In the multidisciplinary field of developmental cognitive neuroscience, statistical associations between levels of description play an increasingly important role. One example of such associations is the observation of correlations between relatively common gene variants and individual differences in behavior. It is perhaps surprising that such associations can be detected despite the remoteness of these levels of description, and the fact that behavior is the outcome of an extended developmental process involving interaction of the whole organism with a variable environment. Given (...) that they have been detected, how do such associations inform cognitive-level theories? To investigate this question, we employed a multiscale computational model of development, using a sample domain drawn from the field of language acquisition. The model comprised an artificial neural network model of past-tense acquisition trained using the backpropagation learning algorithm, extended to incorporate population modeling and genetic algorithms. It included five levels of description—four internal: genetic, network, neurocomputation, behavior; and one external: environment. Since the mechanistic assumptions of the model were known and its operation was relatively transparent, we could evaluate whether cross-level associations gave an accurate picture of causal processes. We established that associations could be detected between artificial genes and behavioral variation, even under polygenic assumptions of a many-to-one relationship between genes and neurocomputational parameters, and when an experience-dependent developmental process interceded between the action of genes and the emergence of behavior. We evaluated these associations with respect to their specificity, to their developmental stability, and to their replicability, as well as considering issues of missing heritability and gene–environment interactions. We argue that gene–behavior associations can inform cognitive theory with respect to effect size, specificity, and timing. The model demonstrates a means by which researchers can undertake multiscale modeling with respect to cognition and develop highly specific and complex hypotheses across multiple levels of description. (shrink)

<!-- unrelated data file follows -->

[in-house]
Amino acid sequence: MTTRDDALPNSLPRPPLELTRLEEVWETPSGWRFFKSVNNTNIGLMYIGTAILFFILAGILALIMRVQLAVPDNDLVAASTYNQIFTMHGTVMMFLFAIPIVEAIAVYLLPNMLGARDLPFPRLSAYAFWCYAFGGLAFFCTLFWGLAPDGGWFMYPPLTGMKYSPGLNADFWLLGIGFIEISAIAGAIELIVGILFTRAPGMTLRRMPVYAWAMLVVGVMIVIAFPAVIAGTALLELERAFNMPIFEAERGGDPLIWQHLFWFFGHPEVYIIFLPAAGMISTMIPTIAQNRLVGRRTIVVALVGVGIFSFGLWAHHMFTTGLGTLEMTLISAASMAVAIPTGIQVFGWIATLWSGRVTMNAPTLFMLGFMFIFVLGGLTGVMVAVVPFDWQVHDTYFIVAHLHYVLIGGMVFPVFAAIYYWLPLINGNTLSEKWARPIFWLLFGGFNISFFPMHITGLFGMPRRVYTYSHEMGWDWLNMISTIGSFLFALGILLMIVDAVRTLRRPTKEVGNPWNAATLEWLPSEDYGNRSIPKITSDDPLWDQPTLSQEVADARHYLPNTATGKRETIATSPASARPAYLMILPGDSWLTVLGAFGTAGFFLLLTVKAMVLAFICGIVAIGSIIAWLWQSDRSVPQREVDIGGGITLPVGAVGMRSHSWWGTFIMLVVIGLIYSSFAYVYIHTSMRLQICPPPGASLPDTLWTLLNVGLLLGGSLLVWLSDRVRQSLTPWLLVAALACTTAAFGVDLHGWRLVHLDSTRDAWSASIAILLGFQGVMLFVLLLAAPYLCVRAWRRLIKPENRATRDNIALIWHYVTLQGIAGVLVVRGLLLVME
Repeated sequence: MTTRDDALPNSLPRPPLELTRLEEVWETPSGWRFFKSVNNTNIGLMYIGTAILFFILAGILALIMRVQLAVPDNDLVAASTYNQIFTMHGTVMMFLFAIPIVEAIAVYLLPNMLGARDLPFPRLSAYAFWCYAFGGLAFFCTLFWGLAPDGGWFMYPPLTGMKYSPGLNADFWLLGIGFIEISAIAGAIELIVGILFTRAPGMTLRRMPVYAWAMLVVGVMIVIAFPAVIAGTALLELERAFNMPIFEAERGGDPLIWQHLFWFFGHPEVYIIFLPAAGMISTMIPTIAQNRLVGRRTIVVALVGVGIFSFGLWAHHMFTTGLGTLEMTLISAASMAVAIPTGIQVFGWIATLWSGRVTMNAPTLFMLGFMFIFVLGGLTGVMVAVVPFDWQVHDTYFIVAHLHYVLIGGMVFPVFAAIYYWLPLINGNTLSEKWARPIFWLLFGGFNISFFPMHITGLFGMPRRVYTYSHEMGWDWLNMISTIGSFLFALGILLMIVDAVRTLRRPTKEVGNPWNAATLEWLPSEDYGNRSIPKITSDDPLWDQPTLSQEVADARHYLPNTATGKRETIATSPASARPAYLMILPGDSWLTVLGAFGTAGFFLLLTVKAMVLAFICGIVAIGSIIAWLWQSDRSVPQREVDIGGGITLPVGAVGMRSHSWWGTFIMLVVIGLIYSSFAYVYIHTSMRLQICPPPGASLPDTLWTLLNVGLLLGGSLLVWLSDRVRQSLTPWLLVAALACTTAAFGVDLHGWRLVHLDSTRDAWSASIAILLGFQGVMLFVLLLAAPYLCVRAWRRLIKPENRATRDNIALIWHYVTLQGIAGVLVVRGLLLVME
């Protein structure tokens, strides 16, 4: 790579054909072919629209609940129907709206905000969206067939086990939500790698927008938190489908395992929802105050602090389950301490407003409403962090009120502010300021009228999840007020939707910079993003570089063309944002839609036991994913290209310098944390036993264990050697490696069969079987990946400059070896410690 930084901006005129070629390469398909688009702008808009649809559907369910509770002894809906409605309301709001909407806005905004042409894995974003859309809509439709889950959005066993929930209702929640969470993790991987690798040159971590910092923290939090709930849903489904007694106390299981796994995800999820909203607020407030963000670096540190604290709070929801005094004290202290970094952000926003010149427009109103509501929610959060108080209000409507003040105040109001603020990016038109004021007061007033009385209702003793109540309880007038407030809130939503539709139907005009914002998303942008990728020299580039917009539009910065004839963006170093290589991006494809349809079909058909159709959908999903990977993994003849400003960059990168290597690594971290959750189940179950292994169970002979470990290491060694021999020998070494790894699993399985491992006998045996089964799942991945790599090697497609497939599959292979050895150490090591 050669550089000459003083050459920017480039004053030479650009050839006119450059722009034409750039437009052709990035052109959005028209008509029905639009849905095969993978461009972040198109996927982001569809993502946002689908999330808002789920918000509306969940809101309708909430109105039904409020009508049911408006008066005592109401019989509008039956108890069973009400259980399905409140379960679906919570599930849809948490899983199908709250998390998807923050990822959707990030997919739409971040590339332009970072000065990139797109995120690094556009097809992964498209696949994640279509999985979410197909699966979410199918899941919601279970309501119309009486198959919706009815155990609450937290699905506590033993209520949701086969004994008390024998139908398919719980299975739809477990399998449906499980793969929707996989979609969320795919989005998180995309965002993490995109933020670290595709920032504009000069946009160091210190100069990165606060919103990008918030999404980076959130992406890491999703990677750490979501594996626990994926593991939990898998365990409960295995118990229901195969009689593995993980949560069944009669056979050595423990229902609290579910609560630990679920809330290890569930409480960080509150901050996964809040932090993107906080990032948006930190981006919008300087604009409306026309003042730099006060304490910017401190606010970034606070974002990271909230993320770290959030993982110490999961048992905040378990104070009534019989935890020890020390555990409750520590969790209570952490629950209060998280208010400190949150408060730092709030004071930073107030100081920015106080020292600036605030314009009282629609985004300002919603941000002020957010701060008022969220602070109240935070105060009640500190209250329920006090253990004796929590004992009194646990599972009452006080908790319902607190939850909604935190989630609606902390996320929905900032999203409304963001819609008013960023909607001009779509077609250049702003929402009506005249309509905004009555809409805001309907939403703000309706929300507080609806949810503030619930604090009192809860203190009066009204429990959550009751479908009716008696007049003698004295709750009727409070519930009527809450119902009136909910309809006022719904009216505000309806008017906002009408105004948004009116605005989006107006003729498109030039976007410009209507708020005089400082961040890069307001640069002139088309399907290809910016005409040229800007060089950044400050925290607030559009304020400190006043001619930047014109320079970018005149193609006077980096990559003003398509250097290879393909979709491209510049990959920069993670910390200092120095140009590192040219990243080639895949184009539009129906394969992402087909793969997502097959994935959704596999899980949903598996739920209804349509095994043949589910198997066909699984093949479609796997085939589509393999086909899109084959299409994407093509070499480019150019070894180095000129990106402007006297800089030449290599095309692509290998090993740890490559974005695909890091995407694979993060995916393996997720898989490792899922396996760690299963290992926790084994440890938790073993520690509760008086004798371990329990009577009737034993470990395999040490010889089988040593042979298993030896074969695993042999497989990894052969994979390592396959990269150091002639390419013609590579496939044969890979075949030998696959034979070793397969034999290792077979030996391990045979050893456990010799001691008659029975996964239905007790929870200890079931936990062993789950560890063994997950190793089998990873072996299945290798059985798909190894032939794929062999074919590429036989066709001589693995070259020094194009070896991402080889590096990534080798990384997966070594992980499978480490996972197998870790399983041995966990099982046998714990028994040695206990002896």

Background and objective: Code status discussions may fail to address patients’ treatment-related goals and their knowledge of cardiopulmonary resuscitation (CPR). This study aimed to investigate patients’ resuscitation preferences, knowledge of CPR and goals of care. Design, setting, patients and measurements: 135 adults were interviewed within 48 h of admission to a general medical service in an academic medical centre, querying code status preferences, knowledge about CPR and its outcome probabilities and goals of care. Medical records were reviewed for clinical information (...) and code status documentation. Results: 41 (30.4%) patients had discussed CPR with their doctor, 116 (85.9%) patients preferred full code status and 11 (8.1%) patients expressed code status preferences different from the code status documented in their medical record. When queried about seven possible goals of care, patients affirmed an average of 4.9 goals; their single most important goals were broadly distributed, ranging from being cured (n = 36; 26.7%) to being comfortable (n = 8; 5.9%). Patients’ mean estimate of survival to discharge after CPR was 60.4%. Most patients believed it was helpful to discuss goals of care (n = 95; 70.4%) and the chances of surviving inhospital CPR (n = 112; 83.0%). Some patients expressed a desire to change their code status after receiving information about survival following inhospital CPR (n = 11; 8.1%) or after discussing goals of care (n = 2; 1.5%). Conclusions: Doctors need to address patients’ knowledge about CPR and take steps to avoid discrepancies between treatment orders and patients’ preferences. Addressing CPR outcome probabilities and goals of care during code status discussions may improve patients’ knowledge and influence their preferences. (shrink)
This book has been written in the hopes of equipping teachers-in-training—that is, teacher candidates—with the skills needed for action research: a process that leads to focused, effective, and responsive strategies that help students succeed.